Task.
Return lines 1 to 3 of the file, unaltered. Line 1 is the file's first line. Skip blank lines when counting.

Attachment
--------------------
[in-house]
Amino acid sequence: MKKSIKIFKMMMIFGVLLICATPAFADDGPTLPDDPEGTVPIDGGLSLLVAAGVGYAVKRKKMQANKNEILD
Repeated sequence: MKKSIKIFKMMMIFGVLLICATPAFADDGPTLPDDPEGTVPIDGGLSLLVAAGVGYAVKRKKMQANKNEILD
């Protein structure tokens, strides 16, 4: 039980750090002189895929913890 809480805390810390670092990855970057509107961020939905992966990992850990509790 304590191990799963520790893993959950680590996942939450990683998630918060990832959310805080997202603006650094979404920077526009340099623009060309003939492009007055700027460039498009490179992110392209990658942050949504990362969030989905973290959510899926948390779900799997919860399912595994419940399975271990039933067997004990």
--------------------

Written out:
[in-house]
Amino acid sequence: MKKSIKIFKMMMIFGVLLICATPAFADDGPTLPDDPEGTVPIDGGLSLLVAAGVGYAVKRKKMQANKNEILD
Repeated sequence: MKKSIKIFKMMMIFGVLLICATPAFADDGPTLPDDPEGTVPIDGGLSLLVAAGVGYAVKRKKMQANKNEILD